Once a patient is diagnosed with gastroparesis, dietitians begin administering medical nutrition therapy (MNT), which usually is the first line of treatment. “Dietitians can really play a major role in guiding patients in the right way and helping patients feel better,” Khodadadian says. “Nutrition counseling with the dietitian is critical.”

RDs who administer MNT to patients should encourage them to eat small but frequent meals (six to 10) per day to decrease bloating, early satiety, and other symptoms.

Food choices are just as important as reducing the amount of food eaten at each meal. “As far as the choice of foods, we emphasize low-fat foods because high-fat foods have a longer gastric emptying time,” Nahikian-Nelms says. The Academy of Nutrition and Dietetics agrees but states that liquids that contain fat, such as milkshakes, can be tolerated and provide extra calories.

In addition, low-fiber foods are recommended because fiber is known to slow gastric emptying, Nahikian-Nelms says. Dietitians also should suggest patients eat low-residue foods such as refined breads, white rice, and white pasta, plus cooked vegetables and canned fruit because they’re better tolerated than fresh fruits and vegetables. The Nutrition Care Manual recommends patients consume skim milk, instant breakfast beverages, yogurt, pudding, custard, smoothies, puréed foods, and soup. “There’s a subgroup of patients who have more difficulty with solid foods. They tend to do better with puréed or liquid foods,” Khodadadian says.

He also recommends patients avoid carbonated beverages, alcohol, and smoking, which can slow down gastric emptying.

Light physical activity after meals can help speed up gastric emptying rates, so RDs should suggest patients take a walk after eating to improve digestion instead of lying down after meals.

(To review a more comprehensive dietary guideline for gastroparesis, visit www.medicine.virginia.edu/clinical/departments/medicine/divisions/digestive-health/nutrition-support-team/patient-education/Gastroparesis SHORT 10-10.pdf.)

Other Treatments
If MNT doesn’t completely alleviate symptoms, medications also can be used to treat gastroparesis. “We have prokinetic agents that help speed up stomach emptying, such as metoclopramide [Reglan], domperidone [Motilium), and erythromycin,” Parkman says. Metoclopramide is the only FDA-approved drug for gastroparesis; the other two are used off label. “We [also] have antiemetic agents that are good for reducing nausea and vomiting.” Common antiemetic medications include diphenhydramine (Benadryl) and ondansetron (Zofran).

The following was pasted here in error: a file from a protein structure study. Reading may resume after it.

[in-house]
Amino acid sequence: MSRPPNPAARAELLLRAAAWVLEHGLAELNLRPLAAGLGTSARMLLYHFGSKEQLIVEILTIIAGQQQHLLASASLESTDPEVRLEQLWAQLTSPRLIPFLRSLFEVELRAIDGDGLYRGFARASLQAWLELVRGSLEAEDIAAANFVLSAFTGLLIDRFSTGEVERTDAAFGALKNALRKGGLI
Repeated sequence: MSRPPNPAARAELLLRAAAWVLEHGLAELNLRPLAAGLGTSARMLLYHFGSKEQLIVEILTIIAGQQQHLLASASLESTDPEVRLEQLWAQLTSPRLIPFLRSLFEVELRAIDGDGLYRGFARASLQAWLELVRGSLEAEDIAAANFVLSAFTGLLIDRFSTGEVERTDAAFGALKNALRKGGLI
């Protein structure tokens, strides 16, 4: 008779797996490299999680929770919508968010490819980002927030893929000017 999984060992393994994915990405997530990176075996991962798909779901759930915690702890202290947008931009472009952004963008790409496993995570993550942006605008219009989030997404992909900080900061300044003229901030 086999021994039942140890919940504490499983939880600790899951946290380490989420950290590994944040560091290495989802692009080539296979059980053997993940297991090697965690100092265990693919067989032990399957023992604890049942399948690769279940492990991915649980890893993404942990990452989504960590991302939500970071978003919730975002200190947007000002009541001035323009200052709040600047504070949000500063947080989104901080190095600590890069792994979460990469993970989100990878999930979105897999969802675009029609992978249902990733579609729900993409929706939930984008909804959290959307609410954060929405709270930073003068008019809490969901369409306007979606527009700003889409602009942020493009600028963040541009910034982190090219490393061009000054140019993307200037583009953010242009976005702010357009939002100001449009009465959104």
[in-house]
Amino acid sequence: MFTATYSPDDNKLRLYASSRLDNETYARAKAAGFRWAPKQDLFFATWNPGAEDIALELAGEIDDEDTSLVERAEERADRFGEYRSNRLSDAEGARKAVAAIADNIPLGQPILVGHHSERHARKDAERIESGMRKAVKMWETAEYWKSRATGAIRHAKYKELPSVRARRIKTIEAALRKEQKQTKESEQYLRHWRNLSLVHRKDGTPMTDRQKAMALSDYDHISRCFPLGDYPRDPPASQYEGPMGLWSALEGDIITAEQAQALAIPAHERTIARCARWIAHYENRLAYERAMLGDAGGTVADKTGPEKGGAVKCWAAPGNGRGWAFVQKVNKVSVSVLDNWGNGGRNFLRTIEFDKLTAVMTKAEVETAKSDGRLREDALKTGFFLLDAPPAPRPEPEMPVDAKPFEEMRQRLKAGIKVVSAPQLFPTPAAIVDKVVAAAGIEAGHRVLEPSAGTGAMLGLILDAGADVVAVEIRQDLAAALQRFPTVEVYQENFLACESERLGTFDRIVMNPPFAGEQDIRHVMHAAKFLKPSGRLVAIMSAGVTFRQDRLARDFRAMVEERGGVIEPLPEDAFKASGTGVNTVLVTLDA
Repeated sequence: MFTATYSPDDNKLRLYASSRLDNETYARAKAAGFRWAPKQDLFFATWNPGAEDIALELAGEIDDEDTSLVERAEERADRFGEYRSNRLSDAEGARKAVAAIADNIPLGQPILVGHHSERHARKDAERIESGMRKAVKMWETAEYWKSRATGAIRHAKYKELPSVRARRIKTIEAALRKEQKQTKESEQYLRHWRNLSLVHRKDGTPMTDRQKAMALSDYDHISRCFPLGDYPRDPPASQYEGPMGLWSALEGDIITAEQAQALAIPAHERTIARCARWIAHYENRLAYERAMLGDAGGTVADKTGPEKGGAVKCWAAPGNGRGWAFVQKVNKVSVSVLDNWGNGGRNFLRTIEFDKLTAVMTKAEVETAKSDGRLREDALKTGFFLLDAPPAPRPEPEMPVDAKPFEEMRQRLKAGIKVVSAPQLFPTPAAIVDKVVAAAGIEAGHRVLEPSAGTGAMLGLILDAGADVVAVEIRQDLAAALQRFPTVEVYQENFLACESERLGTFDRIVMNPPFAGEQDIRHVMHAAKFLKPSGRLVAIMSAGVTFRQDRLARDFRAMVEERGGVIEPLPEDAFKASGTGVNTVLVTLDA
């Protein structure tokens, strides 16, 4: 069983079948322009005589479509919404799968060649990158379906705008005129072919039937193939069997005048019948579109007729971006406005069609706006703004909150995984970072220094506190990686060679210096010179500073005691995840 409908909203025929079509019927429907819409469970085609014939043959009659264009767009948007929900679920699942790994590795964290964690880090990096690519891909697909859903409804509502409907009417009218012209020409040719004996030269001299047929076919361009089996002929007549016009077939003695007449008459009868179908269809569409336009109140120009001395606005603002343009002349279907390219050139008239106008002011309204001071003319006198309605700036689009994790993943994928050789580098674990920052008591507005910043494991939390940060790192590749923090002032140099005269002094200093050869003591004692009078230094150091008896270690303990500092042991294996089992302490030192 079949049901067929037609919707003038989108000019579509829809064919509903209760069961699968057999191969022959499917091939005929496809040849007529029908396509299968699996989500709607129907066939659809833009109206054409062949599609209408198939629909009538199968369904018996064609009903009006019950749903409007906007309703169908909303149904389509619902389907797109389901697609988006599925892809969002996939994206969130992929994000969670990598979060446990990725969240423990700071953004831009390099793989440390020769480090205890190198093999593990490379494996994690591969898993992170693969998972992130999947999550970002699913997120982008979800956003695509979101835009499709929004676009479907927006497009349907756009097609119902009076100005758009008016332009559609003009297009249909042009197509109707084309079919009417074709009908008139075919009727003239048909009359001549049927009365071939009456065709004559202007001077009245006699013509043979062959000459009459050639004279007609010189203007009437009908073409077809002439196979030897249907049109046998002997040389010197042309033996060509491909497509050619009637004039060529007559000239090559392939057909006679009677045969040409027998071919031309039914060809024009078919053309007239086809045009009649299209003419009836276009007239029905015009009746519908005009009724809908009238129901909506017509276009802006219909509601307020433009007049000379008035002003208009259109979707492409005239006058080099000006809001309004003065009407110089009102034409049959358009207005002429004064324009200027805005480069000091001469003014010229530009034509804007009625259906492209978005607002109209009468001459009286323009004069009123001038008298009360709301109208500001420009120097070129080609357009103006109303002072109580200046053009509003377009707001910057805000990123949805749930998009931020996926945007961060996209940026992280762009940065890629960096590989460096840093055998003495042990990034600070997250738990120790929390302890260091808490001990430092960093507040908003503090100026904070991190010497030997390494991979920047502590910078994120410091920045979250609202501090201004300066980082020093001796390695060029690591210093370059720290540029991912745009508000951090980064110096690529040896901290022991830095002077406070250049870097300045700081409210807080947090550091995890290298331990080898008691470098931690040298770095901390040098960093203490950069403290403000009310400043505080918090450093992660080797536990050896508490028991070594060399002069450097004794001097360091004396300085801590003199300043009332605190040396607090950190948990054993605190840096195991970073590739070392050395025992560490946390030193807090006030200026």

While medications can help reduce symptoms, they aren’t a panacea. For example, metoclopramide must empty through the stomach, so this can be an issue in patients with delayed gastric emptying, Parkman says. The National Institutes of Health and the FDA know that more medications are needed to treat this disease. “Pharmaceutical companies are looking at novel ways to treat gastroparesis,” he says.

Instead of administering metoclopramide orally in tablet form, companies are researching ways to give it to patients in a nasal spray so it bypasses the stomach and gets absorbed through the nasal mucosa to speed up gastric emptying, Parkman adds.

When medications and dietary changes aren’t enough to treat gastroparesis, enteral nutrition is an option. “There’s a subgroup of patients who ultimately need enteral nutrition. [They] have persistent weight loss and are unable to control their symptoms,” Khodadadian says. In these cases, a jejunostomy is inserted into the small intestine to provide the proper nutrition to patients. This is preferred because it bypasses the stomach, he says.

Making the Difficult Easy
Regardless of the interventions prescribed, dietitians must remember how imperative their role is in gastroparesis treatment.

Nahikian-Nelms recalls a recent encounter she had with a patient when discussing the recommendation of six small meals per day. “He said, ‘People tell me that all the time, but I have no idea what that means. How do I get six meals in? What do I do?’ It’s easy to forget that people have a hard time translating [health care] recommendations into actual foods and actual meal plans. Having that very specific plan for him made all the difference in the world.”

— Jessica Jones, MS, RD, is a nutrition communications specialist and the cohost of Food Heaven Made Easy, a weekly Web series that demonstrates how to prepare nutrient-dense, delicious, and budget-friendly plant-based recipes while providing scientifically sound nutrition information.

1. Gastroparesis. American College of Gastroenterology website. http://patients.gi.org/topics/gastroparesis. Updated December 2012. Accessed April 23, 2014.

2. Camilleri M, Parkman HP, Shafi MA, Abell TL, Gerson; American College of Gastroenterology. Clinical guideline: management of gastroparesis. Am J Gastroenterol. 2013;108(1):18-37.

3. Hasler WL. Gastroparesis: current concepts and considerations. Medscape J Med. 2008;10(1):16.